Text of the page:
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Memorial Auditorium (Dallas) - April 1, 1977

  • The Song Remains The Same, (The Rover intro) Sick Again, Nobody's Fault But Mine, In My Time of Dying, Since I've Been Loving You, No Quarter, Ten Years Gone, Battle of Evermore, Going to California, Black Country Woman, Bron-Y-Aur Stomp, White Summer ~ Black Mountainside, Kashmir, (Out On the Tiles intro) Moby Dick, Jimmy Page solo, Achilles Last Stand, Stairway to Heaven, Trampled Underfoot, Rock and Roll.
srapallo's picture
on September 22, 2007 - 7:19pm
Rate this show: 
Average: 4.8 (234 votes)
April 1, 1977
Dallas
TX
United States
us
Setlist: 

The Song Remains The Same, (The Rover intro) Sick Again, Nobody's Fault But Mine, In My Time of Dying, Since I've Been Loving You, No Quarter, Ten Years Gone, Battle of Evermore, Going to California, Black Country Woman, Bron-Y-Aur Stomp, White Summer ~ Black Mountainside, Kashmir, (Out On the Tiles intro) Moby Dick, Jimmy Page solo, Achilles Last Stand, Stairway to Heaven, Trampled Underfoot, Rock and Roll.

Note: 
77 programme

Click here to view the US '77 Tour Programme (flipbook)

Review excerpt: Led Zeppelin Rises to a Night of Firsts

At 8:12pm, the house lights were extinguished. The flickering lights from matches and disposable lighters blossomed around the hall. Twin spotlights cascaded around guitarist Jimmy Page as he hit the opening chords of The Song Remains the Same.

We’re sorry about being 2 ½ years late,” singer Robert Plant said after the second song. “We’ll try to make up for it with little chatter and a lot of music.”

This was an event – Zep’s first show since 1975 and it was happening right here in Dallas. The audience was primed; more so because of Plant’s throat problems.

But Led Zeppelin did not disappoint. The band played for three hours – way over the norm for a rock concert. And for a first show, it was amazingly professional – loose, easy going but never sloppy. If Plant felt too much time was being taken between numbers, he would apologize to the crowd. During one of these apologies, he said: “You realize that this is the first one.” The remark was greeted by a standing ovation.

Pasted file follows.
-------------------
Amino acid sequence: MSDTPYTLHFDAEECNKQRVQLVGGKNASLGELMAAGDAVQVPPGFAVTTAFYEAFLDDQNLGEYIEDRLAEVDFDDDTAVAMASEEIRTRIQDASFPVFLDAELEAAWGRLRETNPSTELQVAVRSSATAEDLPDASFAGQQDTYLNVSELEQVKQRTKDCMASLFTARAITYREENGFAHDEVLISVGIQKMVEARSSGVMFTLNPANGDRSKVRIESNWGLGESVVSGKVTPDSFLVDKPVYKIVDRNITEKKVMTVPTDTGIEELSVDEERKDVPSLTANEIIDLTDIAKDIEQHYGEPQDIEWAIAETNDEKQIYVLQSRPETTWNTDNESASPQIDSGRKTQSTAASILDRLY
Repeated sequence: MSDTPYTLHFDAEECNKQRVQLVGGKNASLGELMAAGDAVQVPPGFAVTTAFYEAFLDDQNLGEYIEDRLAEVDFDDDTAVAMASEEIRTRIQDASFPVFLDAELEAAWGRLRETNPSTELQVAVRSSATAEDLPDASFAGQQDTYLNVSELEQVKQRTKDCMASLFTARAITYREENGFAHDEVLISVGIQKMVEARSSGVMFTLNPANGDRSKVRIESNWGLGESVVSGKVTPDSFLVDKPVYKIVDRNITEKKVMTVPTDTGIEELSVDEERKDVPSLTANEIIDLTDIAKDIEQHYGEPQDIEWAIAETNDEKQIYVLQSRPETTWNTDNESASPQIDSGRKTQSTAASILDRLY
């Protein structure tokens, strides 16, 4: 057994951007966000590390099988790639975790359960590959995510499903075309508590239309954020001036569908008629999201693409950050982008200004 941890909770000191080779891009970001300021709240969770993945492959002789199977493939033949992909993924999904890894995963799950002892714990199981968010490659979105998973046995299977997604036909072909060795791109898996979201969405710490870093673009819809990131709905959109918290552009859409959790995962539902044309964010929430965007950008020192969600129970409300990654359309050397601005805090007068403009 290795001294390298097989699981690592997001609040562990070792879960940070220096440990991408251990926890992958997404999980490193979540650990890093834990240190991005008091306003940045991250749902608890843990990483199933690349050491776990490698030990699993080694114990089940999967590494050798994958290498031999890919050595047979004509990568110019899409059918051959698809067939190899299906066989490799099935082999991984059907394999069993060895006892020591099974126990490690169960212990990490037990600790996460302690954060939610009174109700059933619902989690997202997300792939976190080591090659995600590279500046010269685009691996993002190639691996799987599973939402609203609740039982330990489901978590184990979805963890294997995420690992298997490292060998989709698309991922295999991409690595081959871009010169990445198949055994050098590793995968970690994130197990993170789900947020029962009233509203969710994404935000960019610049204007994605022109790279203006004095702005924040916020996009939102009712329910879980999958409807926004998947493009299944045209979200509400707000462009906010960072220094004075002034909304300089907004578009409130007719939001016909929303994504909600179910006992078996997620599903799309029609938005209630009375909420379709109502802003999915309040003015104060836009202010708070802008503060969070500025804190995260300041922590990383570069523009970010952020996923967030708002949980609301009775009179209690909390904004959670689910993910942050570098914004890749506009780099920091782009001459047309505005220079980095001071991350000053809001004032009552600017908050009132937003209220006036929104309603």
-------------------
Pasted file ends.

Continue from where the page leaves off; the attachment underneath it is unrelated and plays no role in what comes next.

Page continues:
The first laser beam was spotted at 9:05pm during No Quarter.Smoke was billowing from the side of the stage and John Paul Jones was in the midst of a piano solo when the two green lasers spread from the rear of the stage and cast figure-eights on the ceiling. The fire marshall said he restricted some of the pyrotechnics Zeppelin planned for this show, but they weren’t missed.

The band displayed more of its talents than one would expect from its last couple of albums or last year’smovie The Song Remains the Same, filmed largely at Zep’s Madison Square Garden concert.

Zep devoted a good bit of its show to music such as that found on the second side of the band’s third album – acoustical, almost folk-like in its appeal.

During one number (Battle of Evermore), Page played the mandolin. Jones played acoustic guitar. John Bonham played a tambourine…. And on another (Bron-Y-Aur Stomp), Page played acoustic guitar and Jones played stand-up bass – possibly a first for a “heavy metal” rock band. But these were not the only “firsts” or “records”… The show could make the latest revision of Guinness for:

-The world’s longest drum solo
-The first use of synthesized kettle drums
-The most equipment repair required during a drum solo
-First use of a sliding drum platform that eased Bonham to the stage apron, assuring a standing ovation at the completion of his solo.
-The longest interlude during the drum solo in while not a single cymbal was struck
-The largest revolving ballroom light ball
-The most stage lights
-The most following spotlights (15)
-The cleanest stage